Were you upset when albums were replaced by CDs because they had so much less real estate for album art and liner notes? Back in the day prerecorded music featured things like lyrics which seem to have mostly gone the way of the Dodo bird.
Then CDs dumped the long box in favor of just the jewel case, which while better for the environment, further reduced the product's footprint. And if you bought cassettes, well forget it.
When the iTunes Store launched in April 2003 all of the physical art associated with music disappeared entirely when atoms were replaced by bits.
As a consolation prize, some digital downloads include album art (usually just the cover though) and a modicum of ID3 tags like artist, album, etc. -- a huge disappointment to those that valued the physical, tactile art that used to accompany their music purchases.
In a bid to bump up sales of complete albums on its iTunes Store, Apple will begin offering interactive booklets and sleeve notes according to a report from the Financial Times.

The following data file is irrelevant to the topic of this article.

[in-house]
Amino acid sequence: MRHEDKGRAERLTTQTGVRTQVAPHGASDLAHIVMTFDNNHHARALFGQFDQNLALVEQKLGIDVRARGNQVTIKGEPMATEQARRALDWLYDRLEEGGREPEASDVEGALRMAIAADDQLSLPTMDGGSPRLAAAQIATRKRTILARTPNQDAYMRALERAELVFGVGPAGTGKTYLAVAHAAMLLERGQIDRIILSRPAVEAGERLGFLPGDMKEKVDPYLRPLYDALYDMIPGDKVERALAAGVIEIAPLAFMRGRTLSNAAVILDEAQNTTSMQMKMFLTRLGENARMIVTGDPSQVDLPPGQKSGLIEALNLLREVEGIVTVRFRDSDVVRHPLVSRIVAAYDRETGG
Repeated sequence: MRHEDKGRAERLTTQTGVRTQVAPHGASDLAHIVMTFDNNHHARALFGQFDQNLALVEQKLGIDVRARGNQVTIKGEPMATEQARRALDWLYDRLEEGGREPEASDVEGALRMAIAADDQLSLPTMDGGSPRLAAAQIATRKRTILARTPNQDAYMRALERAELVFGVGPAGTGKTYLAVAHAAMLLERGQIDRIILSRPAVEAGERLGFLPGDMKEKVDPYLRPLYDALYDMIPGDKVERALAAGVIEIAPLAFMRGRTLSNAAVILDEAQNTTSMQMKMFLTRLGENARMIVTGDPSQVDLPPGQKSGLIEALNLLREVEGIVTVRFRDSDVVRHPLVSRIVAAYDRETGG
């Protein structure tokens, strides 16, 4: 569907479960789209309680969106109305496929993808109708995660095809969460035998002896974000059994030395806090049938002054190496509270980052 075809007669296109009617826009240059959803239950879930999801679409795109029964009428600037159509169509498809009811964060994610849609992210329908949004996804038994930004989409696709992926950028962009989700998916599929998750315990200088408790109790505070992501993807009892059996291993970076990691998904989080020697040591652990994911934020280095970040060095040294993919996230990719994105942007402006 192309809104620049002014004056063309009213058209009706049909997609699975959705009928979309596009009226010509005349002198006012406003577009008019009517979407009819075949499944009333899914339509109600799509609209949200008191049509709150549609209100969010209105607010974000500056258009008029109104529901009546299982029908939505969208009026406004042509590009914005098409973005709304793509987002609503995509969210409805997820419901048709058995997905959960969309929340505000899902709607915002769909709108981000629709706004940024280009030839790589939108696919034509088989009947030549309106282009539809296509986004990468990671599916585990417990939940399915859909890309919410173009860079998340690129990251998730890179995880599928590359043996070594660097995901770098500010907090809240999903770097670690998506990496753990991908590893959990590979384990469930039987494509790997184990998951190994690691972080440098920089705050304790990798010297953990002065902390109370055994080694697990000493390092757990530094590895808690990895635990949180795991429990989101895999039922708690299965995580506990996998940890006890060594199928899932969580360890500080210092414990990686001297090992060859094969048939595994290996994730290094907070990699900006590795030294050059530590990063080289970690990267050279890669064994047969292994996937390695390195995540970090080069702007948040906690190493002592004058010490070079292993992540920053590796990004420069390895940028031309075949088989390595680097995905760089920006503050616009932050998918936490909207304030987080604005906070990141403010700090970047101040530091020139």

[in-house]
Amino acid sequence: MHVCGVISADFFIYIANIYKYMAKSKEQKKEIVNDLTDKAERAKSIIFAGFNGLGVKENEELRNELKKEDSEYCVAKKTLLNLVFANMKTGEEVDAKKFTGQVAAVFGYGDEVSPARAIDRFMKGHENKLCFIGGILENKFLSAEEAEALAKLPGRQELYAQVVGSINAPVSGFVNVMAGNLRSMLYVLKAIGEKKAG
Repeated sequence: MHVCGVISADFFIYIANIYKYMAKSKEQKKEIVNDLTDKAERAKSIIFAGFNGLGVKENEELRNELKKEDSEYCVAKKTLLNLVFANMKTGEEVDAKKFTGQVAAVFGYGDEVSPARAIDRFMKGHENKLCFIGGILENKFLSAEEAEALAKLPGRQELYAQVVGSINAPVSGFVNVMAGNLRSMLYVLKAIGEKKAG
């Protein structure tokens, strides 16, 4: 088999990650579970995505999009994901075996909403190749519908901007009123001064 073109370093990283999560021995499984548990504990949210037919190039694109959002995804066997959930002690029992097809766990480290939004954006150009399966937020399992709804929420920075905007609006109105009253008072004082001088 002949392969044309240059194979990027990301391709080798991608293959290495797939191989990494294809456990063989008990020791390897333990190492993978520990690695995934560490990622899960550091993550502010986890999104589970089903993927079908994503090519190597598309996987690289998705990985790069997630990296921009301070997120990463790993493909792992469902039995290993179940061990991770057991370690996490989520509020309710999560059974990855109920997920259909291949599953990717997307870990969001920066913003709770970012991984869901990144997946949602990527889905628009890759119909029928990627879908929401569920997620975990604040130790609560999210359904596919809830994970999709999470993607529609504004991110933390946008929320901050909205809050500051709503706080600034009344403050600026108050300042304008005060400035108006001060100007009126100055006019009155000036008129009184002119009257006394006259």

Codenamed "cocktail" FT reports that Cupertino is working with the big four music labels (EMI, Sony Music, Warner Music and Universal Music Group) to launch the enhanced music service in September.
According to the report the tag-along files will be more than a bunch of PDFs. The word is that the interactive album material will include photos, lyric sheets, liner notes and possibly videos. Users will be able to click through to items that they find interesting and play songs directly from the interactive content without having to load iTunes, which sounds cool.
However they decide to do it, it sounds great to me - just no DRM, please! I've been buying a lot of my music recently on 180 gram vinyl and the liner notes, lyric booklets, heck even the album art has been a welcome flashback.